up high in the sky- piccolo questions

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up high in the sky- piccolo questions

Post by jazzyema »

hey everyone i was wondering if you guys had any piccolo tips especially with notes above high F, i can barley get them out.. are there seperate fingerings or do i just need to work on it?

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Post by MeLizzard »

Is your piccolo in good playing condition? Even minor leaks can be more problematic than with our flutes. :D

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Post by piccylo789 »

a good piccolo player should be able to be heard over (at least) an instrumentation of 10 flutes, 15 clarinets, 10 alto saxes, 5 tenors, 3 bari's, 2 bass clarinets, 15 trumpets, 8 trombones, 4 euphoniums, and 4 tubas. and yes, they're supposed to dominate.

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Post by amhso »

get your piccolo checked...and then also...don't make your embochure (spelling) small. My teacher always tells me that you need a bigger air stream for piccolo than for flute. Also BLOW DOWN to stay in tune, and use LOTS of air. I can be heard over 7 trombones, 14 flutes, 26 clarinets, 3 trumpets (yes it's out of balance but there are no cuts in middle school band).

A piccolo should pretty much always be heard (unless in the same octave of flutes or it's low...like lower third of the range of the piccolo..)

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Post by ick27 »

A good piccolo player is foremost a good musican. It is important to be able to play loud and soft while keeping good intonation. The same is true for any instrument. I think piccolo is the loudest woodwind instrument, and it projects very strongly in the upper registers. That just makes it even more important to be able to play quiet when needed and to have good control over intonation (since there is nowhere to hide!)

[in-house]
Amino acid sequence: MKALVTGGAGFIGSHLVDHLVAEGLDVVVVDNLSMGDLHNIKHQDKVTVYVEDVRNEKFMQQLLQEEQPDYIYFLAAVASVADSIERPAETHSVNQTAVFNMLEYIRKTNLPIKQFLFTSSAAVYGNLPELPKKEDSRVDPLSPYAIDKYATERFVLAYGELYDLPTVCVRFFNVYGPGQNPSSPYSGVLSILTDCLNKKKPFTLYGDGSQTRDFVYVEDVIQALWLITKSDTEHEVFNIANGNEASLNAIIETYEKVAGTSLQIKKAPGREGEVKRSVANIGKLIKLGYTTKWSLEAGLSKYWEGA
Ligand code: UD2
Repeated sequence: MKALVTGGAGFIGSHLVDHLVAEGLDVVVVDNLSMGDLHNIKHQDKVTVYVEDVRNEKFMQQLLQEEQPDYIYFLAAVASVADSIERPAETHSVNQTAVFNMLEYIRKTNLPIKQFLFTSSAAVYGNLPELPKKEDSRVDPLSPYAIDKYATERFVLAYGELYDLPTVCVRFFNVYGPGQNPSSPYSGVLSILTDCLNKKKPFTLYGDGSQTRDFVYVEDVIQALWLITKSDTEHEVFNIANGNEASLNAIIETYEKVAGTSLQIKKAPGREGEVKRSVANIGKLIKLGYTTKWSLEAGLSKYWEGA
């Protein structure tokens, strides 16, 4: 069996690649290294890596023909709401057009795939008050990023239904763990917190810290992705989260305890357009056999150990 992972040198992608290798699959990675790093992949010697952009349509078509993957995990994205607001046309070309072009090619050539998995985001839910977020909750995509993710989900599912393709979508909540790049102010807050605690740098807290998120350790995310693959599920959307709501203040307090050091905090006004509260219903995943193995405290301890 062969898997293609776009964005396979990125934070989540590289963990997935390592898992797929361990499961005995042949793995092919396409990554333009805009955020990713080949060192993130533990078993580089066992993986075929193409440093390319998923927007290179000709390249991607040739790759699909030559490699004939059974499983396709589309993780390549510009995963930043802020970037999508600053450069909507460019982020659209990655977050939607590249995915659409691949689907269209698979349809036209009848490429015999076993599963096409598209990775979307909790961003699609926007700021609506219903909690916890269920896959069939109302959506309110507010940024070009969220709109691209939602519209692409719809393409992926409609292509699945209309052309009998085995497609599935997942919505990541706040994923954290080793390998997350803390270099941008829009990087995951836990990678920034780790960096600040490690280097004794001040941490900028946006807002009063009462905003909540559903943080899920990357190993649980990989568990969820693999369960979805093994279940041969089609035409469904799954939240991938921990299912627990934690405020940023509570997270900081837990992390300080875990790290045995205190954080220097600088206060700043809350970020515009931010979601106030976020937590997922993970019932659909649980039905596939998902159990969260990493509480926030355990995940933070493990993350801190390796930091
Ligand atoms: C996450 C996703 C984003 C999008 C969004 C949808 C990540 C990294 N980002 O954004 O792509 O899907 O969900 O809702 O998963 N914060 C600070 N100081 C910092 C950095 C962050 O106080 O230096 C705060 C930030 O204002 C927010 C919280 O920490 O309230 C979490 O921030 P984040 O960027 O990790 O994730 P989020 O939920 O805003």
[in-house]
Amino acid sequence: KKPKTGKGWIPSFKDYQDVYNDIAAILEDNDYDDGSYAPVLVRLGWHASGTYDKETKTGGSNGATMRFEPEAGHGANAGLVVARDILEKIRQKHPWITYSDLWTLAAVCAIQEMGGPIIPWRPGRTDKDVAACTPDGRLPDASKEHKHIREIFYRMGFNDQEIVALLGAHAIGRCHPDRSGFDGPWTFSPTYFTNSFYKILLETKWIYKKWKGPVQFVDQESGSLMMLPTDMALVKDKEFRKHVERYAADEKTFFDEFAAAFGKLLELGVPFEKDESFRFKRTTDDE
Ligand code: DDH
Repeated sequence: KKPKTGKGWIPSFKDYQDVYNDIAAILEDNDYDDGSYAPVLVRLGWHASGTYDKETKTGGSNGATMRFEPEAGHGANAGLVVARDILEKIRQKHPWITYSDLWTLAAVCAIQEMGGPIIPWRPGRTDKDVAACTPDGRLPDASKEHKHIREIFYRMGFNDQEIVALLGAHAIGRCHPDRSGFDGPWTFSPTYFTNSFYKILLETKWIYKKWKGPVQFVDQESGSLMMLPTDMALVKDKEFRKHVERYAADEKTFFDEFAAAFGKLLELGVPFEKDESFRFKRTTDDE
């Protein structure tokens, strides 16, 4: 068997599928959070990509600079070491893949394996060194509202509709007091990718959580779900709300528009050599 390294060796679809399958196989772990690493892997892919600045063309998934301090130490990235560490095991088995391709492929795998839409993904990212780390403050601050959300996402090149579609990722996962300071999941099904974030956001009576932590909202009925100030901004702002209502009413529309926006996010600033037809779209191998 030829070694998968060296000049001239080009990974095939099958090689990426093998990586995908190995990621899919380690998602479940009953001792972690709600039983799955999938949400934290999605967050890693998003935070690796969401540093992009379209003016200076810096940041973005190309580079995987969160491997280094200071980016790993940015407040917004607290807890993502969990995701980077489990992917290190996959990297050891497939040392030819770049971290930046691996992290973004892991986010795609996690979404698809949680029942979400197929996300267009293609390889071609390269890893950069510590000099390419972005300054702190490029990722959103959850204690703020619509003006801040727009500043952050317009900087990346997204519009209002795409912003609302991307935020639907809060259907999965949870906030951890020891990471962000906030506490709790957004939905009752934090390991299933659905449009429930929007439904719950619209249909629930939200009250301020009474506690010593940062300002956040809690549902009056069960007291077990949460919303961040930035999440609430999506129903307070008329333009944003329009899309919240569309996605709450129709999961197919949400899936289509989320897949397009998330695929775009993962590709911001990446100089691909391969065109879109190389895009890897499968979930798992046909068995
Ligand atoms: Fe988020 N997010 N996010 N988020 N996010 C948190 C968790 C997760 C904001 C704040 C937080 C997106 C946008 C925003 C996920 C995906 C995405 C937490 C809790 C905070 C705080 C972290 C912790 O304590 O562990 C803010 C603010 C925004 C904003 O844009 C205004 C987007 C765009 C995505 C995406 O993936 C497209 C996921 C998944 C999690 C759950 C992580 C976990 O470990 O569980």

Piccolo is somewhat different than flute, and has it's own challanges. In general, you should use a smaller embouchure (and airstream) placed higher up on your lip (because the headjoint and embouchure hole is smaller.) Also, you will need to get used to some different fingerings to become a really good piccolo player.

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Post by boglarka »

THe higher notes on the picc. are not necessarily easy to get out at first. I would use earplugs when attempting them (it can actually hurt to play the high notes if your hearing is good, so that might be one of the reasons you're not "going for it" on the high notes).

Some high notes speak better with alternate fingerings. E.G. high G#:

use regular high G# on the left hand, R2, R3 down on the right hand.

Many books/publications include special picc fingerings and tips. Check out Trevor Wye's Practice Book for Picc, for instance. Flute Talk has repeatedly published an extensive list of alt. fingerings for picc. Unfortunately, I don't know which year/edition it was published in last, but ask the publishers--they should know!
Kiss - Fluteland.com Teacher

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Post by flutepicc06 »

There is a fingering chart at www.wfg.woodwind.org oriented specifically toward piccolo players. There are many specialized fingerings for the piccolo that help with response, intonation and the like, and these may be worth learning, or at least experimenting with to see what works well with you and your instruments. Piccolos vary wildly, and what works on one may not work on another, so play around with the alternate fingerings a bit. Since you can hit F, start there and slur up to F#, making sure to keep your embouchure relaxed (tension in the upper range can make it extremely difficult, if not impossible to hit some of the pitches). Once you've got F# down, slur up to G and so on and so forth. When you get to B3 (taking the B in the staff to be B1), you may have a great deal of difficulty producing the note, which is an extremely common problem among piccs and is due to the size and placement of the trill toneholes. Try venting the trill only part way, or using an alternate fingering for the note, and you should be able to find a way around that little issue. You could also consider shifting the headjoint cork SLIGHTLY to the right. Unlike flute, where the marking on the cleaning rod is supposed to be centered in the embouchure hole, on piccolo, having the cork slightly off center can improve response in the third octave. Just be careful if you try this that you do not move it too much, as moving it more than just a little bit will compromise intonation. Good luck!

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